The yellow colour of mango stems from zeaxanthin, which is the pigment also found in corn. This pigment is a natural antioxidant and collects in the retina of the eye. It helps in filtering out blue light emitted from our electronic devices and the sun, thus helping to delay or reduce age-related eyesight degeneration.4


Mangoes have anywhere from 33% to 103% of the recommended daily intake of beta-carotene. Beta-carotene is also known as pro-vitamin A and is converted in the body to vitamin A. Mango has one of the highest beta-carotene content in fruit but the amount is also dependent on the variety of mango. 5


Sounds like a spell phrase but these are phenolic compounds which function as antioxidants. Plant phenolic compounds are molecules produced by plants for various functions but in the human body, they can have antioxidant, anti-inflammatory and antiageing properties.7 Again, depending on the variety, mangoes can have moderate phenolic content compared to blackberries. The mango with the highest phenolic content is Ataulfo, which hails from Mexico. Each kilogram of Ataulfo mango has about 1100 mg of phenolic content compared to blackberries, where each kg contains between 5,000 and 8,000 mg of phenolic content. This isn’t bad considering one doesn’t always think of mangoes being rich in antioxidants.5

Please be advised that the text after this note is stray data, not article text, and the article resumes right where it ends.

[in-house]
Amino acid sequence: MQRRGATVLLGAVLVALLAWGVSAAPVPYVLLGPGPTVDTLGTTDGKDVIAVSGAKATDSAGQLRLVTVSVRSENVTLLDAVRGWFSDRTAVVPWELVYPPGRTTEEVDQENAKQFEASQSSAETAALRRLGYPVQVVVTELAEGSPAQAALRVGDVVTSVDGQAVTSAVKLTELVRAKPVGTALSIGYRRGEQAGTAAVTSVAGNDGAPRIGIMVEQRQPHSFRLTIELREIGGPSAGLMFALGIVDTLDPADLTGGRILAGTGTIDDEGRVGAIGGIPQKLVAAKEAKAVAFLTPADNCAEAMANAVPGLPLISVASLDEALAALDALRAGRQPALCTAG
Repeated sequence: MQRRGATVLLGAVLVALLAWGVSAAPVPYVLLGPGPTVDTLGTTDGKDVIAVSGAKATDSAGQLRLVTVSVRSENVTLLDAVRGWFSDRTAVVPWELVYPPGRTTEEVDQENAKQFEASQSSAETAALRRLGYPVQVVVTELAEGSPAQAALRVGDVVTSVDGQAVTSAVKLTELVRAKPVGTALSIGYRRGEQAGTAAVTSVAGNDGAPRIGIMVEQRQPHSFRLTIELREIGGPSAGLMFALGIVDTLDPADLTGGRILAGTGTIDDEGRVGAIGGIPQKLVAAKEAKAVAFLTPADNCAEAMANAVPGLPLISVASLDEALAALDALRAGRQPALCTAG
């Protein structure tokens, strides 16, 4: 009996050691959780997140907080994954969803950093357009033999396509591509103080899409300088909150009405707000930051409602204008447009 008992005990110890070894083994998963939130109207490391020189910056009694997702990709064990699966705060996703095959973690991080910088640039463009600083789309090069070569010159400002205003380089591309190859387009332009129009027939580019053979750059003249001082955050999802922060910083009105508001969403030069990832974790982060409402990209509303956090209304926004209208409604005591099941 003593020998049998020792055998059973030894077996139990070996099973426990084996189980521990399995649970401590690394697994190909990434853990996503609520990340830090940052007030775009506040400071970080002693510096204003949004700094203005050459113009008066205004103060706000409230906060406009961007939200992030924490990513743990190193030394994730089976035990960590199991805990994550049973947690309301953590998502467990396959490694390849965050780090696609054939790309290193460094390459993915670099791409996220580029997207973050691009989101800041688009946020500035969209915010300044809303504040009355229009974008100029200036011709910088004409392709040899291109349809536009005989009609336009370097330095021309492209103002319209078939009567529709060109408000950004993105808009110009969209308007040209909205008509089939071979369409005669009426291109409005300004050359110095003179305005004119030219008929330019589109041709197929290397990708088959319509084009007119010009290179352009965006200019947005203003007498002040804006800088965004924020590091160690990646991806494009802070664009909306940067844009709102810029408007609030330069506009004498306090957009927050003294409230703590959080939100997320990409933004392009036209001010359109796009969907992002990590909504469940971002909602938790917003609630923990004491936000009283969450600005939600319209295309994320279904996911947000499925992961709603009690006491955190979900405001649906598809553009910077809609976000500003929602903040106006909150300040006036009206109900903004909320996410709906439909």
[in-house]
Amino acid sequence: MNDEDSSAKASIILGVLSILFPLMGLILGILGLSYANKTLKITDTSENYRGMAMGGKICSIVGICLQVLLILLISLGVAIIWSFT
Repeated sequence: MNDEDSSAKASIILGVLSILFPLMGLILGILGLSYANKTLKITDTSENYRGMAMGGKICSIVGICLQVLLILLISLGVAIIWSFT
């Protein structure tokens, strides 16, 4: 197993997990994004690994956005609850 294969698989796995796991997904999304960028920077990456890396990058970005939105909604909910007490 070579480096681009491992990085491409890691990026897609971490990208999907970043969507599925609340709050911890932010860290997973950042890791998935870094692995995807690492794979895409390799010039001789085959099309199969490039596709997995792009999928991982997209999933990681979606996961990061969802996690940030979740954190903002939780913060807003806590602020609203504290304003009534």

Mango is related to poison ivy. The sap of the plant contains a chemical known as urushiol. This compound causes dermatitis or skin inflammation, and is easily absorbed by the skin or mucosal lining (the mouth) and causes your immune system to react, thus resulting in blisters and itch. Urushiol is a compound that can be found in some jungle plants such as Rengas, and it is also found in the skin of the cashew seed.



In Malaysia, the most famous variety is known as the Harumanis, which grows well in the state of Perlis. True to its namesake, the Harumanis is both fragrant and sweet. The fruit is deep yellow when cut but is already ripe even before the skin turns yellow. The aroma is strong when eaten. Traditionally, Harumanis is only available between April and May as it coincides with flowering months of December to February. This period of dryness triggers flowering of the mango trees. It is thought that the stress induces the plant to produce flowers, and thus fruits as they are afraid of dying.2